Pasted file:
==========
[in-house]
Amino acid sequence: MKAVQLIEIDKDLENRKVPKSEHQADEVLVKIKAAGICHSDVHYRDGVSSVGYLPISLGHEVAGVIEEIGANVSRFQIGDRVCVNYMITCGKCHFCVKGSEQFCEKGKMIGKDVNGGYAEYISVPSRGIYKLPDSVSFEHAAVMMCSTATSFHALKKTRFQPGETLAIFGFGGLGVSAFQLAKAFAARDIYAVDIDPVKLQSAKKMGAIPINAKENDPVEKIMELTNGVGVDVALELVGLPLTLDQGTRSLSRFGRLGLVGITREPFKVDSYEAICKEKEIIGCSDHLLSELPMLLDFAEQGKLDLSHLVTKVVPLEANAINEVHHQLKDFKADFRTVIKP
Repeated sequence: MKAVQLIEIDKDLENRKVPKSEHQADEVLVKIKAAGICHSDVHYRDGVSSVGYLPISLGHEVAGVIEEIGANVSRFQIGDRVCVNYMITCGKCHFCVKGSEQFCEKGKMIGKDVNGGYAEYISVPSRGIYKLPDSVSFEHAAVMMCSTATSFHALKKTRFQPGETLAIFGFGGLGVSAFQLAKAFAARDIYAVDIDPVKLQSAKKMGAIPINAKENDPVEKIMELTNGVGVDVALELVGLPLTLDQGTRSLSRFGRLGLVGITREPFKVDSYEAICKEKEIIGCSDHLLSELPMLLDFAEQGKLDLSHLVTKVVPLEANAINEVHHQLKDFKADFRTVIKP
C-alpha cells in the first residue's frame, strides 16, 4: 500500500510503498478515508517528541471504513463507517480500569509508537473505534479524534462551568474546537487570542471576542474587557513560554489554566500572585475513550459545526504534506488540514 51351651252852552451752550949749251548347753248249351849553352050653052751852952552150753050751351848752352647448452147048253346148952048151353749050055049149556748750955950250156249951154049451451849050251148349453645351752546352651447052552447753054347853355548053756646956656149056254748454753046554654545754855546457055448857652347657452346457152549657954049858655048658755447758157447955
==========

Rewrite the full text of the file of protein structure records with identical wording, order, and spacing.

[in-house]
Amino acid sequence: MKAVQLIEIDKDLENRKVPKSEHQADEVLVKIKAAGICHSDVHYRDGVSSVGYLPISLGHEVAGVIEEIGANVSRFQIGDRVCVNYMITCGKCHFCVKGSEQFCEKGKMIGKDVNGGYAEYISVPSRGIYKLPDSVSFEHAAVMMCSTATSFHALKKTRFQPGETLAIFGFGGLGVSAFQLAKAFAARDIYAVDIDPVKLQSAKKMGAIPINAKENDPVEKIMELTNGVGVDVALELVGLPLTLDQGTRSLSRFGRLGLVGITREPFKVDSYEAICKEKEIIGCSDHLLSELPMLLDFAEQGKLDLSHLVTKVVPLEANAINEVHHQLKDFKADFRTVIKP
Repeated sequence: MKAVQLIEIDKDLENRKVPKSEHQADEVLVKIKAAGICHSDVHYRDGVSSVGYLPISLGHEVAGVIEEIGANVSRFQIGDRVCVNYMITCGKCHFCVKGSEQFCEKGKMIGKDVNGGYAEYISVPSRGIYKLPDSVSFEHAAVMMCSTATSFHALKKTRFQPGETLAIFGFGGLGVSAFQLAKAFAARDIYAVDIDPVKLQSAKKMGAIPINAKENDPVEKIMELTNGVGVDVALELVGLPLTLDQGTRSLSRFGRLGLVGITREPFKVDSYEAICKEKEIIGCSDHLLSELPMLLDFAEQGKLDLSHLVTKVVPLEANAINEVHHQLKDFKADFRTVIKP
C-alpha cells in the first residue's frame, strides 16, 4: 500500500510503498478515508517528541471504513463507517480500569509508537473505534479524534462551568474546537487570542471576542474587557513560554489554566500572585475513550459545526504534506488540514 51351651252852552451752550949749251548347753248249351849553352050653052751852952552150753050751351848752352647448452147048253346148952048151353749050055049149556748750955950250156249951154049451451849050251148349453645351752546352651447052552447753054347853355548053756646956656149056254748454753046554654545754855546457055448857652347657452346457152549657954049858655048658755447758157447955